South Korea PM Lee Wan-koo offers to resign over scandal

South Korean Prime Minister Lee Wan-Koo (C) reacts as he is blocked by family members of the victims of the sunken South Korean ferry Sewol outside a remembrance hall in Ansan on 16 April 2015. Image copyright AFP
Image caption Mr Lee (centre) denies accepting 30 million won in illegal campaign funds

South Korea's Prime Minister Lee Wan-koo has offered to resign after facing accusations of accepting bribes, just two months into his post.

Mr Lee denies accepting 30 million won ($27,700; £18,600) in illegal campaign funds from businessman Sung Wan-jong.

A note left by Sung, who died in an apparent suicide earlier this month, listed eight figures he claimed to have bribed, including Mr Lee.

President Park Geun-hye has called for a "thorough investigation".

She is due to decide on his resignation after she returns from Peru where she is on a state visit.

Under South Korean law, politicians cannot accept more than 100,000 won in contributions.

Mr Lee had denied knowing Sung, the boss of a construction company, very well, but media reports have suggested otherwise. Sung, who was himself under investigation for corruption, was found earlier this month hanging from a tree by his tie.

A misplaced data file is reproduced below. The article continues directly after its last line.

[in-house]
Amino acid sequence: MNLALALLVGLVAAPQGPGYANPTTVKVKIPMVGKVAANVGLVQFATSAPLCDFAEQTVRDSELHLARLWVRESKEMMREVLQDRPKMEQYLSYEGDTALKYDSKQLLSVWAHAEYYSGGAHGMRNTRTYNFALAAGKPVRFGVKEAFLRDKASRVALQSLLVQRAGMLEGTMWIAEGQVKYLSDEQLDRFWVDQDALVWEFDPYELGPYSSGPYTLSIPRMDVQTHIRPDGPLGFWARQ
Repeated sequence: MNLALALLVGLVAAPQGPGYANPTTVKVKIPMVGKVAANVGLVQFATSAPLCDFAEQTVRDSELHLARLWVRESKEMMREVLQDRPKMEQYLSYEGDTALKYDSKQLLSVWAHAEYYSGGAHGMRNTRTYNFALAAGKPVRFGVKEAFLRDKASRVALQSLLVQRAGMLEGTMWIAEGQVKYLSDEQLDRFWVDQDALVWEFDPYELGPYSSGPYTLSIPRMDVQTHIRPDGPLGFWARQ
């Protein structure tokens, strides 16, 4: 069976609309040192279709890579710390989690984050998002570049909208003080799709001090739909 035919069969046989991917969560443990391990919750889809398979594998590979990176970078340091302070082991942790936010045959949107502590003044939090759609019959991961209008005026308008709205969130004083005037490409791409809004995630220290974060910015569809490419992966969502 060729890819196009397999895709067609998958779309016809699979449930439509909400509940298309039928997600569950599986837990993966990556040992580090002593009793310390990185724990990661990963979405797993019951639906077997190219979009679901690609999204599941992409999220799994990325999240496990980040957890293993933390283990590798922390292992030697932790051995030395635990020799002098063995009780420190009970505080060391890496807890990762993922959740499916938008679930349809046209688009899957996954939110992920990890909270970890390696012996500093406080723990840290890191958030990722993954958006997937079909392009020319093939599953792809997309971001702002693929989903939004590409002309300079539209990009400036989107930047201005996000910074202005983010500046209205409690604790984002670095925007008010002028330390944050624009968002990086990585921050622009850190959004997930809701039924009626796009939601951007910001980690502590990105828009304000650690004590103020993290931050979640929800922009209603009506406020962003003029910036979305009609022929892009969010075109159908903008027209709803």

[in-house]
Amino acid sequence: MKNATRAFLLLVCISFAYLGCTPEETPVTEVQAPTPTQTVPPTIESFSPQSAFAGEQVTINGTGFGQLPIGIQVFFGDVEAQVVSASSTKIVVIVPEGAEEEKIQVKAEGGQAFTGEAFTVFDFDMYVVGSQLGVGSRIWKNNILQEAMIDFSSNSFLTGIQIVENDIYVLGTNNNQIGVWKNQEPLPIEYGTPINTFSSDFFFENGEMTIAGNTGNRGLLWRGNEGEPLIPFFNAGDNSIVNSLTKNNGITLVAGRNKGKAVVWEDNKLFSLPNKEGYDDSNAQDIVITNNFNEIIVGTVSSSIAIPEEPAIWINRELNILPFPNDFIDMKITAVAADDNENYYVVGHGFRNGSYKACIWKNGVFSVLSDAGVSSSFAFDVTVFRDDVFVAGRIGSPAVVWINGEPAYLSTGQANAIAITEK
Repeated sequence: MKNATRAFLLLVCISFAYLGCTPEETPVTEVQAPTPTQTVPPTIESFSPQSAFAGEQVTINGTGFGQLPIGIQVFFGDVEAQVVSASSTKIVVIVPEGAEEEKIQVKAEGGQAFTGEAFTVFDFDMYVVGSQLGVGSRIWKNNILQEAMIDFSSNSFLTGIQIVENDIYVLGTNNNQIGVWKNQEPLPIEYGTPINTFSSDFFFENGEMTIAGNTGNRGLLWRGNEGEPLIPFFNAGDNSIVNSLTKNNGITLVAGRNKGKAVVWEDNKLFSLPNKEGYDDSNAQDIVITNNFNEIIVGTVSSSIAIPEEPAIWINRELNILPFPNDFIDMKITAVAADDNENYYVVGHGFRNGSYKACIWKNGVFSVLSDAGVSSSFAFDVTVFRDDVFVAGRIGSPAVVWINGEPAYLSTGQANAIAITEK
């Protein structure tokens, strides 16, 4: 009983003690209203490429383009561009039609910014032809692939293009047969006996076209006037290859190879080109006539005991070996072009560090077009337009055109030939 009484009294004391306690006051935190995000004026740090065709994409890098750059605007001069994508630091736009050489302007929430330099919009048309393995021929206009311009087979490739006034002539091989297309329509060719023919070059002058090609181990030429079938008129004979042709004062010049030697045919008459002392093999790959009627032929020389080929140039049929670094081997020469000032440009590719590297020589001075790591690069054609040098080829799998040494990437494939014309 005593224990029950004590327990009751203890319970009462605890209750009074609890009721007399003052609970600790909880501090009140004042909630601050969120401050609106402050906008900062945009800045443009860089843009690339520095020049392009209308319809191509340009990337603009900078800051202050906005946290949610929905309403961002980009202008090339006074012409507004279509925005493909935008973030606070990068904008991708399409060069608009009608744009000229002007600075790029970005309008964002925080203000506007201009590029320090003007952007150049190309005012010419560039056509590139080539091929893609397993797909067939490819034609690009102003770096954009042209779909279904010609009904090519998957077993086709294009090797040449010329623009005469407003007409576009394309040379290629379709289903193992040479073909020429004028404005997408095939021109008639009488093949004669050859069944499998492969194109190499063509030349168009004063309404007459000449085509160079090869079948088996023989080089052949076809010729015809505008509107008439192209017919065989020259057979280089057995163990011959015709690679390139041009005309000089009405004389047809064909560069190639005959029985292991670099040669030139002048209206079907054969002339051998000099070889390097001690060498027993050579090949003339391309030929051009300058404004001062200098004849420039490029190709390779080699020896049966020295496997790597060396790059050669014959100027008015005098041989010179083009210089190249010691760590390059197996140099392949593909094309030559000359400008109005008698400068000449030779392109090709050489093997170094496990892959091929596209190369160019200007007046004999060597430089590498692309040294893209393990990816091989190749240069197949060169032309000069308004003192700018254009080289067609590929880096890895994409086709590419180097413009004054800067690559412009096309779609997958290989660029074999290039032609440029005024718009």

Sung told a local newspaper before his death that he gave 30 million won to Mr Lee in 2013 when he was seeking re-election for parliament.

He was about to be questioned by authorities over allegations that he embezzled company money to bribe politicians.

An opposition party has called for Mr Lee's impeachment.

Decision next week

Referring to Mr Lee's resignation, Ms Park said in a written statement: "I find it regrettable. I also feel sympathy for the agony of the prime minister."

Yonhap reported that she would decide on whether to accept Mr Lee's resignation by next week.

Image copyright EPA
Image caption Ms Park, seen here with Peru's President Ollanta Humala, is currently on a state visit in the South American country

Mr Lee filled the number two position of prime minister after a protracted hunt for a candidate to replace his predecessor, Chung Hong-won.

Mr Chung resigned shortly after the Sewol ferry disaster in April 2014 that killed more than 300 people.

He was kept on for several months as Ms Park looked for a successor. Two candidates withdrew their candidacies after being accused of wrongdoing, before the job went to Mr Lee.

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